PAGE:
The division of labor between states is called the “grand compromise.”[4] States in the GS shoulder the “refugee burden,” which refers to the difficulties of changing demographics, porous borders, and the involvement of international institutions— all practices that have been characterized as contributing to the decline of sovereignty. The “grand compromise” acknowledges that refugees pose distinct challenges for states in the GS as compared to the GN. States in the GN strictly protect their sovereign authority by controlling state borders, selecting and screening prospective refugees, and regulating the number of people who may enter their territory. Moreover, states in the GN do not rely on the UNHCR to provide aid and, therefore, do not yield governing authority to an international institution.

The international refugee regime prioritizes the sovereignty of states in the GN at the expense of sovereignty in the GS. In the GS, state borders tend to be significantly more porous, allowing for minimal screening and selection. States on the GS often rely on refugee camp to closely monitor refugees, attenuate security concerns, and separate refugees from the host population to diffuse tensions.[5] States in the GS invite the UNHCR to contribute to housing, feeding, and providing social services to refugees, which can lead to a decline in the state’s domestic authority. Some authors characterize the UNHCR as a “surrogate state,” whereby the UN has state-like functions through its allocation of rights to refugees with the permission of the host state.[6]

Rhetorical claims to sovereignty abound, especially in the aftermath of the European refugee crisis. States in the GN have invoked their right to self-governance and autonomy as the justification for rejecting migrants, refugees, and asylum seekers as well as the involvement of international institutions like the United Nations or European Union. States in the GS also have sovereignty concerns. However, because of the “grand compromise” that is foundational to the international refugee regime, states in the GS must practice sovereignty while hosting large numbers of refugees.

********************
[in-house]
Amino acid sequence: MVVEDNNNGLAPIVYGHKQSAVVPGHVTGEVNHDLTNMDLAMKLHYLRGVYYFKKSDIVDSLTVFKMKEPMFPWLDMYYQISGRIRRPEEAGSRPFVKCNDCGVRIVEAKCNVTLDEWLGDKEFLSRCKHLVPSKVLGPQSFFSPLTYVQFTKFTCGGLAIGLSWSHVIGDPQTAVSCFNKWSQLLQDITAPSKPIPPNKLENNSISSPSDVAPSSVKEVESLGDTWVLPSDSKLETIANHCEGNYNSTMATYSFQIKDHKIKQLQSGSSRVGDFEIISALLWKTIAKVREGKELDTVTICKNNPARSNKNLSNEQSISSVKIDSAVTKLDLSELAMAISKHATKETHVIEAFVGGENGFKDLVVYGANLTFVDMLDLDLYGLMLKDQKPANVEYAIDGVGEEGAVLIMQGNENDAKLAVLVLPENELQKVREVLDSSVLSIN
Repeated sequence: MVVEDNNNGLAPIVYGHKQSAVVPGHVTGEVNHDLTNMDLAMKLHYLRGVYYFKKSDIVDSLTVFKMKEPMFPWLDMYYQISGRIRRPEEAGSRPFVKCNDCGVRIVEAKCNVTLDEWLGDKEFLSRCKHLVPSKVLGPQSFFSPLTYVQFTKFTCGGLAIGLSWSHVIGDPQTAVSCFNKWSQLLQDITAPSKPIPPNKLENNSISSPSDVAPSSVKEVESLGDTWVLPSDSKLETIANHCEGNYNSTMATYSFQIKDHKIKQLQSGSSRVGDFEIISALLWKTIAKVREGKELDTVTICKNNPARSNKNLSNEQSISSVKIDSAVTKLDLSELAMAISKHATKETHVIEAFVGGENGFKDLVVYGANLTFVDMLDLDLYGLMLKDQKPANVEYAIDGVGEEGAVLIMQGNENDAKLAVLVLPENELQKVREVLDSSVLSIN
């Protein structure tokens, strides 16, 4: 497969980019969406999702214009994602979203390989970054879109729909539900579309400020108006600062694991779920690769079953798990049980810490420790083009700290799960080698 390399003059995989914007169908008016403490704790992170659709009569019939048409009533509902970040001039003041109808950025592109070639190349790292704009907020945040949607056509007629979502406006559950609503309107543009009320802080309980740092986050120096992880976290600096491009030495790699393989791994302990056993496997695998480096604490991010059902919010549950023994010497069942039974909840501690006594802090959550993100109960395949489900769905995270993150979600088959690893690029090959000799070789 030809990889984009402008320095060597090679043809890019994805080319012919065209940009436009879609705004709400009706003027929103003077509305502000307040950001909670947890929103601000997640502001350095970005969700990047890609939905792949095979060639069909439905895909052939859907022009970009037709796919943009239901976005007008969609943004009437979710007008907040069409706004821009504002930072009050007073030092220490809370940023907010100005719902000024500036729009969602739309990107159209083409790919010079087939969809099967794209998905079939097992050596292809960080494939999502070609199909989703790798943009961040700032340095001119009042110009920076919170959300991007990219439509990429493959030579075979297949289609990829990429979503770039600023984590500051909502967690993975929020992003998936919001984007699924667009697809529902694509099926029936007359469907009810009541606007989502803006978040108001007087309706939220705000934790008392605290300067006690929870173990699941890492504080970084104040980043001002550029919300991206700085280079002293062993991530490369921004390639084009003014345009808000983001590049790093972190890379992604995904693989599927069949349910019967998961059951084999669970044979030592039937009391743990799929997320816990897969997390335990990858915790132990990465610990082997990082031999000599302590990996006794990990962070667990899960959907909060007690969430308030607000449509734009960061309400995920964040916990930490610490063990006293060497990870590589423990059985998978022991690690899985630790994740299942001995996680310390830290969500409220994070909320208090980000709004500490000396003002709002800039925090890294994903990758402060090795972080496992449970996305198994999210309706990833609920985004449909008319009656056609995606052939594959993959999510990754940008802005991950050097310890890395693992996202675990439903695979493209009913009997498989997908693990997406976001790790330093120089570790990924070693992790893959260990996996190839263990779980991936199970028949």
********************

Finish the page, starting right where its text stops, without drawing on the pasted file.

The Case of Jordan:

My research focuses on Jordan. Like states in the GN, Jordan has concerns over porous borders and international involvement, both of which are theorized to contribute to the erosion of state sovereignty. Since the inception of the Jordanian state, the country has accepted millions of refugees while maintaining final authority over internal and external affairs of the state. Given the challenges of refugee reception, how does Jordan maintain sovereignty? In the second half of this essay, I describe one aspect of the practice of Jordanian sovereignty. I argue that officials of the Jordanian state leverage their position within the “grand compromise” to maintain state sovereignty. The practice of Jordanian sovereignty is tied to sovereignty concerns of states in the GN. Jordanian officials leverage Jordan’s role in solving the “refugee problem,” and in the process, increase international aid and optimize refugee hosting.

Jordan is a world leader in refugee hosting. Jordan has continuously earned recognition as one of the UNHCR’s top ten refugee host countries, making the state a central player in the global distribution of refugees. In 2015, Jordan was the top country of UNHCR resettlement operations with 24,374 refugees submitted for resettlement. For over 70 years, Jordan has hosted displaced people from Palestine, Iraq, and Syria, to name the most prominent waves of refugees. While Jordan’s status as a major refugee host state is internationally recognized by state and UN leaders, there are several conflicting estimates about the number of refugees that currently reside, or have resided, in Jordan. Counting and recording populations within a territory has been theorized as an exercise of sovereign authority.[7] Empirically, states that exercise sovereignty through strict border control, usually in the GN, can often provide the exact number of refugees within their territory.